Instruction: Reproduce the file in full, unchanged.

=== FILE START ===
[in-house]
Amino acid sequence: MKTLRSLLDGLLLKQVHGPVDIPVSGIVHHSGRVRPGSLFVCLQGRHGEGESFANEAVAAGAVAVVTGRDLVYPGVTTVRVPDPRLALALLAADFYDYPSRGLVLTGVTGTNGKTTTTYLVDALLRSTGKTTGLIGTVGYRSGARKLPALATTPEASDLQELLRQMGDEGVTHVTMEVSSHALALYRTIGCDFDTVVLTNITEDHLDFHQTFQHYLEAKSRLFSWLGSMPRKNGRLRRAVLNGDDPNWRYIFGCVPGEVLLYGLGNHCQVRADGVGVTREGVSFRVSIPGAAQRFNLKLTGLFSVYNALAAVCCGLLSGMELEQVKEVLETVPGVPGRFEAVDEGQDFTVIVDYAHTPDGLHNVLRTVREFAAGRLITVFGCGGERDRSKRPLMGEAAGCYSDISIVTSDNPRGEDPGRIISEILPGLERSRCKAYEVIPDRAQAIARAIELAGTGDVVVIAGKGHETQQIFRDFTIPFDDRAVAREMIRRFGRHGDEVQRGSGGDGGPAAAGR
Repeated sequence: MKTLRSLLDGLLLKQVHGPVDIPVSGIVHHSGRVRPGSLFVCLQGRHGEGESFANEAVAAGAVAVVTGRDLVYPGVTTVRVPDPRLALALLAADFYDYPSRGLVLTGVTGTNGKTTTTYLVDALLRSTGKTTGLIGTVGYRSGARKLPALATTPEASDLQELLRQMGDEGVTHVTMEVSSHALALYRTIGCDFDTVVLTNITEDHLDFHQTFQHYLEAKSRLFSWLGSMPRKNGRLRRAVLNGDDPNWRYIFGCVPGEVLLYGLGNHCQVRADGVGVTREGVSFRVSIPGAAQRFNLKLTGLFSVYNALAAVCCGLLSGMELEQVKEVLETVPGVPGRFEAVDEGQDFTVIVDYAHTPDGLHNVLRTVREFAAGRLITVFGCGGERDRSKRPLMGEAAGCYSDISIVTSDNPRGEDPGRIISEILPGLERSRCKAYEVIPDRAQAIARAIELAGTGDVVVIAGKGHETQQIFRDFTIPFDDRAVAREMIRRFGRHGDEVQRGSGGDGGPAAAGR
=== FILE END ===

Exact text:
[in-house]
Amino acid sequence: MKTLRSLLDGLLLKQVHGPVDIPVSGIVHHSGRVRPGSLFVCLQGRHGEGESFANEAVAAGAVAVVTGRDLVYPGVTTVRVPDPRLALALLAADFYDYPSRGLVLTGVTGTNGKTTTTYLVDALLRSTGKTTGLIGTVGYRSGARKLPALATTPEASDLQELLRQMGDEGVTHVTMEVSSHALALYRTIGCDFDTVVLTNITEDHLDFHQTFQHYLEAKSRLFSWLGSMPRKNGRLRRAVLNGDDPNWRYIFGCVPGEVLLYGLGNHCQVRADGVGVTREGVSFRVSIPGAAQRFNLKLTGLFSVYNALAAVCCGLLSGMELEQVKEVLETVPGVPGRFEAVDEGQDFTVIVDYAHTPDGLHNVLRTVREFAAGRLITVFGCGGERDRSKRPLMGEAAGCYSDISIVTSDNPRGEDPGRIISEILPGLERSRCKAYEVIPDRAQAIARAIELAGTGDVVVIAGKGHETQQIFRDFTIPFDDRAVAREMIRRFGRHGDEVQRGSGGDGGPAAAGR
Repeated sequence: MKTLRSLLDGLLLKQVHGPVDIPVSGIVHHSGRVRPGSLFVCLQGRHGEGESFANEAVAAGAVAVVTGRDLVYPGVTTVRVPDPRLALALLAADFYDYPSRGLVLTGVTGTNGKTTTTYLVDALLRSTGKTTGLIGTVGYRSGARKLPALATTPEASDLQELLRQMGDEGVTHVTMEVSSHALALYRTIGCDFDTVVLTNITEDHLDFHQTFQHYLEAKSRLFSWLGSMPRKNGRLRRAVLNGDDPNWRYIFGCVPGEVLLYGLGNHCQVRADGVGVTREGVSFRVSIPGAAQRFNLKLTGLFSVYNALAAVCCGLLSGMELEQVKEVLETVPGVPGRFEAVDEGQDFTVIVDYAHTPDGLHNVLRTVREFAAGRLITVFGCGGERDRSKRPLMGEAAGCYSDISIVTSDNPRGEDPGRIISEILPGLERSRCKAYEVIPDRAQAIARAIELAGTGDVVVIAGKGHETQQIFRDFTIPFDDRAVAREMIRRFGRHGDEVQRGSGGDGGPAAAGR